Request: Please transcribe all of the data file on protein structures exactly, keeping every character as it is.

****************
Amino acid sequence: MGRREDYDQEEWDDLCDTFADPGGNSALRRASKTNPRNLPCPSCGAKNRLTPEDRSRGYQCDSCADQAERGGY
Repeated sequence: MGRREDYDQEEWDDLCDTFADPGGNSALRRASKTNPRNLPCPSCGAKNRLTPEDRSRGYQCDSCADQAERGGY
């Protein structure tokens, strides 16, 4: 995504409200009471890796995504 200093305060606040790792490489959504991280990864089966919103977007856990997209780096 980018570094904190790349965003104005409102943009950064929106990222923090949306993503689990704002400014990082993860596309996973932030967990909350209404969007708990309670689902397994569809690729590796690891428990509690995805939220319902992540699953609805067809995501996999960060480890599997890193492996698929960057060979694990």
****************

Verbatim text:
Amino acid sequence: MGRREDYDQEEWDDLCDTFADPGGNSALRRASKTNPRNLPCPSCGAKNRLTPEDRSRGYQCDSCADQAERGGY
Repeated sequence: MGRREDYDQEEWDDLCDTFADPGGNSALRRASKTNPRNLPCPSCGAKNRLTPEDRSRGYQCDSCADQAERGGY
């Protein structure tokens, strides 16, 4: 995504409200009471890796995504 200093305060606040790792490489959504991280990864089966919103977007856990997209780096 980018570094904190790349965003104005409102943009950064929106990222923090949306993503689990704002400014990082993860596309996973932030967990909350209404969007708990309670689902397994569809690729590796690891428990509690995805939220319902992540699953609805067809995501996999960060480890599997890193492996698929960057060979694990």